The issue should not be whether to admit China to the 132‐member club, but when and under what conditions. After two decades of domestic reform and falling trade barriers, China has become the world’s 11th largest trade economy. Barring a retreat on liberalization, its 1.2 billion people guarantee that its weight in the world economy will only grow larger in the next decade.
Although still saddled with state controls and protection, China has moved rapidly to join the global economy. Since 1980, the share of industrial production controlled by the state has plunged from 80 percent to under 40 percent. The share of foreign trade controlled by the state has fallen from a virtual monopoly to 50 percent. Average tariff levels have dropped from 35 percent to 23 percent, with a commitment to cut the rate to 15 percent by the year 2000.
China’s mix of markets and state control would not be unique among WTO members. According to the study Economic Freedom of the World 1997, by James Gwartney and Robert Lawson, a number of WTO members are less free economically than China, among them Brazil, Bangladesh, Nigeria, and Venezuela. Even Cuba has managed to gain WTO membership.
More importantly, in the category of international transactions, China’s index of economic freedom ranks it squarely in the middle of the pack of WTO members. At the Asia Pacific Economic Cooperation summit in Vancouver in November, China’s President Jiang Zemin committed China to negotiate toward free trade in the sensitive information technology sector.
Despite its progress, China today is not ready for admission. Members of the WTO must commit to abide by its basic principles. Those include applying the same tariff rates to all member countries (the “most‐favored nation” clause), applying internal laws equally to domestic and imported products, and administering trade rules in a transparent manner through price‐based tariffs rather than more easily disguised quota restrictions.
Contrary to WTO principles, sections of China’s trading regime remain opaque, such as its unpublished import quotas and arbitrary import and export licensing system.
Another hitch is China’s request to enter the WTO under the relaxed standards applied to “developing” countries. That status would allow China to make smaller cuts in export subsidies than required of advanced economies and to phase in the cuts over a longer period. It would also allow China to impose quantitative restrictions to protect “infant industries” or its balance of payments position.
Lowering standards of liberalization for developing countries has been a mistake. Those double standards allow poorer countries to indulge in failed policies of protection, stunting their own development and arousing resentment in developed countries. Admitting a country that will soon be one of world’s top 10 traders under what will be perceived as preferential rules will erode the credibility of the WTO at a critical moment in the organization’s development. It will invite charges that China has been dealt with too leniently, instead of impartially according to the established rules applied to its major trading partners.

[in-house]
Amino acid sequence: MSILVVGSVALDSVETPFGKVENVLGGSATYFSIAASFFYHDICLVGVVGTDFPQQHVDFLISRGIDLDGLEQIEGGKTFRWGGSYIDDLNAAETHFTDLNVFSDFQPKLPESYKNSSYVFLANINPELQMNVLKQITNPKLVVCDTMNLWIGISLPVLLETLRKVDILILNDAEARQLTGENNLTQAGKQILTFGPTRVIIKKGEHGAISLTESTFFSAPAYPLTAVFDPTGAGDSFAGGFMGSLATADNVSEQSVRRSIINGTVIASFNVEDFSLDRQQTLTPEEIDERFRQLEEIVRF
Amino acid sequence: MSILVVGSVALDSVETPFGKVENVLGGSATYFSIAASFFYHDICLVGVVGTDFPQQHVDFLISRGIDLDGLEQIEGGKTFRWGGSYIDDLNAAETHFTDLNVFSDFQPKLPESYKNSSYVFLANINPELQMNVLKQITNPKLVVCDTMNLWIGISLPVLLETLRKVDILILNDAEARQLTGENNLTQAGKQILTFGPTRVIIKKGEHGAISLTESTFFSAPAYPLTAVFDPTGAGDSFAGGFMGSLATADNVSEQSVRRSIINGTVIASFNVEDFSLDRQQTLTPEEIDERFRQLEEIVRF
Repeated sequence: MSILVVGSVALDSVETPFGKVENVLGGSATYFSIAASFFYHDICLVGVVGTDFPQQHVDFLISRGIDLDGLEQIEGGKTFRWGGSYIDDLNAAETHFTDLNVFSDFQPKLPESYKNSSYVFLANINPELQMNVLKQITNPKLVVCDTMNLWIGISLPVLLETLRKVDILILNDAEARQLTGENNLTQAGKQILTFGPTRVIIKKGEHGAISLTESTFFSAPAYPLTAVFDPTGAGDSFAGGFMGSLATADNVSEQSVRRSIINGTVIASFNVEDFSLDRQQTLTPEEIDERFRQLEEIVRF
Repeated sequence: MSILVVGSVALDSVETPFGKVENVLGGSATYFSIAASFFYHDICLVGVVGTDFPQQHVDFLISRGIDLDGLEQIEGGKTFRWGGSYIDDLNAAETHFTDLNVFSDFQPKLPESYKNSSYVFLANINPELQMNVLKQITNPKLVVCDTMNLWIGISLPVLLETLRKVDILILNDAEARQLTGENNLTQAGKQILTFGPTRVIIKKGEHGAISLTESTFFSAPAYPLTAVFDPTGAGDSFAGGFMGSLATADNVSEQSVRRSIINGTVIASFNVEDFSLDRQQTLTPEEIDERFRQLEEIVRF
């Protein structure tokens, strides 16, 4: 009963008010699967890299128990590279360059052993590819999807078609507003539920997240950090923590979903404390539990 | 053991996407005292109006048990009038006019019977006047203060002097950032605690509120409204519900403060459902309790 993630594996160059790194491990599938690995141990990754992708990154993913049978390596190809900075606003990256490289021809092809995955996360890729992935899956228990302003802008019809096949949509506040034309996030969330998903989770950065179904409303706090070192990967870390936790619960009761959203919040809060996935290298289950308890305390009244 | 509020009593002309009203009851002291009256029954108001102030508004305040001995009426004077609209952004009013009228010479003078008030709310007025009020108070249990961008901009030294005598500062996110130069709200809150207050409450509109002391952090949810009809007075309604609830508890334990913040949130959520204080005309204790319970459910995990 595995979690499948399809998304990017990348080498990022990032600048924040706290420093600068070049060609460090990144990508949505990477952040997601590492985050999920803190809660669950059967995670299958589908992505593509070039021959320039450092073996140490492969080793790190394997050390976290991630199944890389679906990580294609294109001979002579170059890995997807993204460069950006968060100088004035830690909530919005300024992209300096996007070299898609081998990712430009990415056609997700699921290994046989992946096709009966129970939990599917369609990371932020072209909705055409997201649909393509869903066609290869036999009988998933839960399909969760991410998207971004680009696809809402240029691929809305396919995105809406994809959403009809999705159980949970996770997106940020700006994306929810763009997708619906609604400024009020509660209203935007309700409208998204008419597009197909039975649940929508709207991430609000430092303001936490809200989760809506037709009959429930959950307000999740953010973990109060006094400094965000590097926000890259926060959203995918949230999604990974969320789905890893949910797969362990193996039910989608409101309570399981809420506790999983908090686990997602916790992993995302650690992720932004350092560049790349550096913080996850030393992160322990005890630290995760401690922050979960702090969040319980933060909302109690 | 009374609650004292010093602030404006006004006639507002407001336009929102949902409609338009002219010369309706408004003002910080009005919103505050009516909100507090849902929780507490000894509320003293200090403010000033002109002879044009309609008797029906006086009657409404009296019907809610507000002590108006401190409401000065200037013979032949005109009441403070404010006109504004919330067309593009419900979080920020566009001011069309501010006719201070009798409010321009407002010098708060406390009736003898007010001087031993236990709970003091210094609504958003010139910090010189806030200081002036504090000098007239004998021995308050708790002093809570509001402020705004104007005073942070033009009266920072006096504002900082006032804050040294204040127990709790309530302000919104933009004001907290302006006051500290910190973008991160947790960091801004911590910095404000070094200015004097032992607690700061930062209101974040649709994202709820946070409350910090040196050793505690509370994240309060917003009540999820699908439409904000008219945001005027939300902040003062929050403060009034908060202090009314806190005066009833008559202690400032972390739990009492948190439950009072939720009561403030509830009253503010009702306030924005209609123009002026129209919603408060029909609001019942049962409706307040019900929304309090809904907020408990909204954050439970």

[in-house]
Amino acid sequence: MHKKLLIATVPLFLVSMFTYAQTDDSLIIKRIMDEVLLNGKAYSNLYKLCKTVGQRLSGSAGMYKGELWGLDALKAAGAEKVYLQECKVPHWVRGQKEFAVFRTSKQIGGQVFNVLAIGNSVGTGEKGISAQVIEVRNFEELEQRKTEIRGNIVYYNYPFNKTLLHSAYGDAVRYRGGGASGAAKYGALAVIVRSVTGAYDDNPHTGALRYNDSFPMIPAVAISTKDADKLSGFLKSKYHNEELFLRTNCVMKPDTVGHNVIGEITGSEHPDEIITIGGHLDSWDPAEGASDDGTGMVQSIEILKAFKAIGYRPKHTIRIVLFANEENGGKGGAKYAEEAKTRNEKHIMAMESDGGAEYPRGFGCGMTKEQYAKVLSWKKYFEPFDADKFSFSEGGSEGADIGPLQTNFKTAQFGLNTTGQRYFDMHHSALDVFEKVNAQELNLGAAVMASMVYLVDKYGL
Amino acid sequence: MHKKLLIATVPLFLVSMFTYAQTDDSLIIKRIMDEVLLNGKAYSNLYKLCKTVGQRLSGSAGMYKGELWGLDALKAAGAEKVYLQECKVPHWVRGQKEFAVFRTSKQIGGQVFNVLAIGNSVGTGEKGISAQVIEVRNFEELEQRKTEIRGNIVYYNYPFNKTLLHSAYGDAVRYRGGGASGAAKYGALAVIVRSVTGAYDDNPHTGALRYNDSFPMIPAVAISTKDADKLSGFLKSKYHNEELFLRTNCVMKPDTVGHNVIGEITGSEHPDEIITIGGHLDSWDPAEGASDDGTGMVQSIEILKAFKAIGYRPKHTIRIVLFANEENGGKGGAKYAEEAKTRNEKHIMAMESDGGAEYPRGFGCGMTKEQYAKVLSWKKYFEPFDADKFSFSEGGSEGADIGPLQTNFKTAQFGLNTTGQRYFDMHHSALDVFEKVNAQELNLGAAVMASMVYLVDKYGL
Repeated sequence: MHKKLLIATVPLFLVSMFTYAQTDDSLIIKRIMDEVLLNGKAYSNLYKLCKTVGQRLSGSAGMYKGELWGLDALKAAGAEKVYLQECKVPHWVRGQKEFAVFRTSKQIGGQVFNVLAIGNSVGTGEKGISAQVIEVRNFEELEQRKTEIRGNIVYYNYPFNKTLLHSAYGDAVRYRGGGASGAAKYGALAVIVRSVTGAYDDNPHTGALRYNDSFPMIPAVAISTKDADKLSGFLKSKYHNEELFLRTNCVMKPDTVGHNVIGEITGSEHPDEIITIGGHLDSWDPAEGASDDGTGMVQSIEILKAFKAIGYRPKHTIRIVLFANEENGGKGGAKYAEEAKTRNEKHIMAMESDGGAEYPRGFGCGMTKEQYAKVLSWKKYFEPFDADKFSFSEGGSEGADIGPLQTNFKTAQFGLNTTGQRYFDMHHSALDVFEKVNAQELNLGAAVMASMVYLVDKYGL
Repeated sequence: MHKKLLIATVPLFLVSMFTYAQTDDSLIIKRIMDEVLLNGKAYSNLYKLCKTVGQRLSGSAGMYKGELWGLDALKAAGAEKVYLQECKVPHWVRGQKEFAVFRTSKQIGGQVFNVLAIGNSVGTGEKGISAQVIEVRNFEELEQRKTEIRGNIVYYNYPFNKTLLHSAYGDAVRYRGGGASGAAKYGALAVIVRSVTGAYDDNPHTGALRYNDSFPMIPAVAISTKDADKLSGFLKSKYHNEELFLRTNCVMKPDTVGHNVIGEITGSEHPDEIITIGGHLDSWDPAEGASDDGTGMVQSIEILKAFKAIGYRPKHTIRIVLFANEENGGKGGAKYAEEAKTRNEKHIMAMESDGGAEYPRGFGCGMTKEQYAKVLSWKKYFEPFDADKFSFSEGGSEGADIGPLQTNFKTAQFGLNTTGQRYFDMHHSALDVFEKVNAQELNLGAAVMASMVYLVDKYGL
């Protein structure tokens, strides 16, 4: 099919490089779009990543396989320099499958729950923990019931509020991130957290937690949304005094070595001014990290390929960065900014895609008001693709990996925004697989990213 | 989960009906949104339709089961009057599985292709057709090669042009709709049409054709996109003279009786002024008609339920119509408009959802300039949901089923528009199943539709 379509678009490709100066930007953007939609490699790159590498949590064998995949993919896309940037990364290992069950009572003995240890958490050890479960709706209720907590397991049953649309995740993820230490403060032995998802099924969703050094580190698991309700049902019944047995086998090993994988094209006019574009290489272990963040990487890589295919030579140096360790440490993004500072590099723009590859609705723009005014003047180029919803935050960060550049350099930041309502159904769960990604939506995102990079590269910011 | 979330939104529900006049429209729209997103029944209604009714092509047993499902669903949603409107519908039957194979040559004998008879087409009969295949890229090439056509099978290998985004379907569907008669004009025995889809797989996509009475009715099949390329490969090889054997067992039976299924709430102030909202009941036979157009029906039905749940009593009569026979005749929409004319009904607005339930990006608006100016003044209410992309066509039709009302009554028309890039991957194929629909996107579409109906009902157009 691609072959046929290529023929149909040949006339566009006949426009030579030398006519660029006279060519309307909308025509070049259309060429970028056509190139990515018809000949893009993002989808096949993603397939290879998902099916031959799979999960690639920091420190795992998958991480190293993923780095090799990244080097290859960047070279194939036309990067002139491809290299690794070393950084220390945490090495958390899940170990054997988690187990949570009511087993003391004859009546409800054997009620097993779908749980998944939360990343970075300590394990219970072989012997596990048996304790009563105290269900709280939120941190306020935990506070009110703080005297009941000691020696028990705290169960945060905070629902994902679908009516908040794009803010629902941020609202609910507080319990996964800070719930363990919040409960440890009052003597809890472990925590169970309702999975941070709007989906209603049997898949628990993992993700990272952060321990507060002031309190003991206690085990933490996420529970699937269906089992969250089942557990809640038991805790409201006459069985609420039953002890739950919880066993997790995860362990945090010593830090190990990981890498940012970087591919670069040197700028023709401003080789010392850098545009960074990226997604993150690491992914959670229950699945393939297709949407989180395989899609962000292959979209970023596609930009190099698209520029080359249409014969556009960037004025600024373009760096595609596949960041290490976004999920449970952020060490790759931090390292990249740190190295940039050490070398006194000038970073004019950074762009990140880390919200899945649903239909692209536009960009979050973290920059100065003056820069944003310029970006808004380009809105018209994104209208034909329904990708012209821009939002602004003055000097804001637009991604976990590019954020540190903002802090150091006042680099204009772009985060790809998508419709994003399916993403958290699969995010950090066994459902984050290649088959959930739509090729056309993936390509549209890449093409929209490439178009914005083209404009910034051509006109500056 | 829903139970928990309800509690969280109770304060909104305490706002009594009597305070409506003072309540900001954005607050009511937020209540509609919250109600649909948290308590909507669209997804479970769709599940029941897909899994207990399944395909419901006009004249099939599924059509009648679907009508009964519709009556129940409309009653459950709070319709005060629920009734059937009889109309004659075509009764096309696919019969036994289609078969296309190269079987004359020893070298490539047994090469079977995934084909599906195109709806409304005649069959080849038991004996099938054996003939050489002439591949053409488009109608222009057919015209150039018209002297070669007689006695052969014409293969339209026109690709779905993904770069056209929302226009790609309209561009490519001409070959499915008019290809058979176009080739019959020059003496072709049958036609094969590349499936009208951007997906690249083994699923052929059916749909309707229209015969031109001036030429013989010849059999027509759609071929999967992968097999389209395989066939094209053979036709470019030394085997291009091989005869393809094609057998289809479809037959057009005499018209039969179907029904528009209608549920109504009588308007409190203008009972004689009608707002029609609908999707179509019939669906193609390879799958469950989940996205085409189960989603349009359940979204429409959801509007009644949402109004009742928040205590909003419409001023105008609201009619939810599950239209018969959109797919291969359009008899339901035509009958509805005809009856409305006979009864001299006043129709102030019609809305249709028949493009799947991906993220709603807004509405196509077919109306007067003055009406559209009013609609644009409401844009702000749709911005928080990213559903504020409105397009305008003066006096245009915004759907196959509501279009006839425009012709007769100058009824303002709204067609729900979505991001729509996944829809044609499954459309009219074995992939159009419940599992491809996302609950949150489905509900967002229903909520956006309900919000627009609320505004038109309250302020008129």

China’s rulers are eager to gain the economic benefits and the political prestige of WTO membership. The big four trading powers–the United States, Canada, Japan and the European Union–should channel that zeal by insisting that China liberalize further and faster, rather than less and later.
As the price of admission to the WTO, China should agree to abide by the full range of obligations that the charter requires. That includes further liberalization, transparent trade rules, national treatment of imported goods and investment, and the abolition of subsidies, quotas and import licensing.
In return, the advanced countries should agree to treat China as a grown up in the WTO by forgoing any extraordinary powers to block Chinese imports through enhanced “safeguard” provisions and abuse of anti‐dumping laws.
A liberalized China operating within the WTO’s legal framework would boost global trade and production. As a byproduct, encouraging transparency and the rule of law in Chinese trade policy (not to mention free trade in information technology) can only be good for advancing human rights in China. This provides all the more incentive to extract the maximum liberalization from China’s mercantilist leadership.
In his meeting with President Clinton in December, the recently exiled Chinese dissident Wei Jingsheng urged caution in dealing with a regime unrestrained by voters or the rule of law. He warned the president, “Do not pay before the goods are delivered.” The same principle should apply to negotiating China’s accession to the WTO.